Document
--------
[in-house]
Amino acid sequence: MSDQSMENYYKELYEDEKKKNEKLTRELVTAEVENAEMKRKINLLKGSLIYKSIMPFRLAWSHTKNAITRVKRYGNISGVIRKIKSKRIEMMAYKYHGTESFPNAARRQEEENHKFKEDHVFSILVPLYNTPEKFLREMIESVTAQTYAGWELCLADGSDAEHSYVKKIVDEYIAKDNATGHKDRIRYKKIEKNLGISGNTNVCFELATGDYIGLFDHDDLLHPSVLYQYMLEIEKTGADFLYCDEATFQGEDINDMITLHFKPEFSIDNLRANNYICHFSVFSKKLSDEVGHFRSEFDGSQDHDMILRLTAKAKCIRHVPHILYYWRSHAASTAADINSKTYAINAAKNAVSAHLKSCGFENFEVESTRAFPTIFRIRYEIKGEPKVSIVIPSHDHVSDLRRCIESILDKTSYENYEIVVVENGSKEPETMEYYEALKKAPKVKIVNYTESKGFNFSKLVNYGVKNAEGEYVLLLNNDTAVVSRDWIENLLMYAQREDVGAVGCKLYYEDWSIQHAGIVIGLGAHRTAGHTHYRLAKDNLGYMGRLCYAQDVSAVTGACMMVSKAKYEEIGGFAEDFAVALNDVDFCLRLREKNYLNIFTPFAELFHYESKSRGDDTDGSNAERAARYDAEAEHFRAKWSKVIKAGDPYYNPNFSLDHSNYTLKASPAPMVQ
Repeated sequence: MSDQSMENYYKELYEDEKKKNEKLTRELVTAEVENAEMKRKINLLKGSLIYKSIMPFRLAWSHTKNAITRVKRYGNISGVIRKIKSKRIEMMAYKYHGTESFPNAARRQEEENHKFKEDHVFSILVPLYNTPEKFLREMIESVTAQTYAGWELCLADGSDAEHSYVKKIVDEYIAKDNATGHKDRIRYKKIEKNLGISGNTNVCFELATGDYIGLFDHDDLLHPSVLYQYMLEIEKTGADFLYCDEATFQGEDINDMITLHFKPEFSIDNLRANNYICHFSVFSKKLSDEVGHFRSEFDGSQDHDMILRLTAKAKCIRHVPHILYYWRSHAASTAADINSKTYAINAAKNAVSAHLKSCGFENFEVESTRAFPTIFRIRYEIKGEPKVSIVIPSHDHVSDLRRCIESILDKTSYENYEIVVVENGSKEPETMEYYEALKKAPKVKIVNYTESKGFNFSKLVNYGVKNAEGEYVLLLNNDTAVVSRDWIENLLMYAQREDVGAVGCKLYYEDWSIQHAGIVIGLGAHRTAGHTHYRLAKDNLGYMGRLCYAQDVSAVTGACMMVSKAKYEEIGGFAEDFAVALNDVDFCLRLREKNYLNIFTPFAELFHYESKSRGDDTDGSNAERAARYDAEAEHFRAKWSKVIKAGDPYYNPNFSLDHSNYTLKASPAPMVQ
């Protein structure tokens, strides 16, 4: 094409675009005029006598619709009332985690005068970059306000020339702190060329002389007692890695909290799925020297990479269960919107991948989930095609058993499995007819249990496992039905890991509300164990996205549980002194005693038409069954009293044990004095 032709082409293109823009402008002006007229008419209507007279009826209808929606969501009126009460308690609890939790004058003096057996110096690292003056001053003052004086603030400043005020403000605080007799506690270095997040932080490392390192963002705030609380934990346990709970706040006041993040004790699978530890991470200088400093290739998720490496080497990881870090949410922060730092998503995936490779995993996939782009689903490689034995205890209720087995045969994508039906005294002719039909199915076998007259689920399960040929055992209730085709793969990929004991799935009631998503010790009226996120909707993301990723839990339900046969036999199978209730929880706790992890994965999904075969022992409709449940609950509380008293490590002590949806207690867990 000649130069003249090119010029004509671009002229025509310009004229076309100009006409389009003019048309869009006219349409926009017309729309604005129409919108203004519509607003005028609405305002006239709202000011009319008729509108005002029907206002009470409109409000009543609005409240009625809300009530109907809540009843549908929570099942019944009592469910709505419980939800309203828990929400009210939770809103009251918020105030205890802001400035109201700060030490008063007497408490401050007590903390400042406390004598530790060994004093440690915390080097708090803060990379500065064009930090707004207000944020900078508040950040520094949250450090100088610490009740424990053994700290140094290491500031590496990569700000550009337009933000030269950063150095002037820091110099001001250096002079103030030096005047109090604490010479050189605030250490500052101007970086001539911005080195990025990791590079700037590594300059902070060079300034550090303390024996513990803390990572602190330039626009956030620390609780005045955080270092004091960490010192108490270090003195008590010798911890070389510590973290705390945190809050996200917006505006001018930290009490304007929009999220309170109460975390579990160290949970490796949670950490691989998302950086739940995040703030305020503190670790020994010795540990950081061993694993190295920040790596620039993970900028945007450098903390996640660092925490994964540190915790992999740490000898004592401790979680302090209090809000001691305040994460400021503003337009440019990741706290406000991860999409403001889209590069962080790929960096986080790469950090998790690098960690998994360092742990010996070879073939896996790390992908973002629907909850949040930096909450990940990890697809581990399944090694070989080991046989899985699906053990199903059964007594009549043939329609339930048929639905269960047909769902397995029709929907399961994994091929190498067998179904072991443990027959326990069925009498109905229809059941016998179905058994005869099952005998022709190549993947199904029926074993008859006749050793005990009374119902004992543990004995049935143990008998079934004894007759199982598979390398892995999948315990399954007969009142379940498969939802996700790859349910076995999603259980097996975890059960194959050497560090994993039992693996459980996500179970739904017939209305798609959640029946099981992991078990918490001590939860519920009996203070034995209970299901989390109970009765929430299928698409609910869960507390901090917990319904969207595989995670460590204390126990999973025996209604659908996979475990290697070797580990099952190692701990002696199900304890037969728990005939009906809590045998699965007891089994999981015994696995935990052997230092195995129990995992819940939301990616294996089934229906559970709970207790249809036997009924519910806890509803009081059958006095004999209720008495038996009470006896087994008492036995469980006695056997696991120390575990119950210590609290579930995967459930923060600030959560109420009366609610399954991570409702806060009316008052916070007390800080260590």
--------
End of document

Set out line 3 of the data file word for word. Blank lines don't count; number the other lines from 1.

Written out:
Repeated sequence: MSDQSMENYYKELYEDEKKKNEKLTRELVTAEVENAEMKRKINLLKGSLIYKSIMPFRLAWSHTKNAITRVKRYGNISGVIRKIKSKRIEMMAYKYHGTESFPNAARRQEEENHKFKEDHVFSILVPLYNTPEKFLREMIESVTAQTYAGWELCLADGSDAEHSYVKKIVDEYIAKDNATGHKDRIRYKKIEKNLGISGNTNVCFELATGDYIGLFDHDDLLHPSVLYQYMLEIEKTGADFLYCDEATFQGEDINDMITLHFKPEFSIDNLRANNYICHFSVFSKKLSDEVGHFRSEFDGSQDHDMILRLTAKAKCIRHVPHILYYWRSHAASTAADINSKTYAINAAKNAVSAHLKSCGFENFEVESTRAFPTIFRIRYEIKGEPKVSIVIPSHDHVSDLRRCIESILDKTSYENYEIVVVENGSKEPETMEYYEALKKAPKVKIVNYTESKGFNFSKLVNYGVKNAEGEYVLLLNNDTAVVSRDWIENLLMYAQREDVGAVGCKLYYEDWSIQHAGIVIGLGAHRTAGHTHYRLAKDNLGYMGRLCYAQDVSAVTGACMMVSKAKYEEIGGFAEDFAVALNDVDFCLRLREKNYLNIFTPFAELFHYESKSRGDDTDGSNAERAARYDAEAEHFRAKWSKVIKAGDPYYNPNFSLDHSNYTLKASPAPMVQ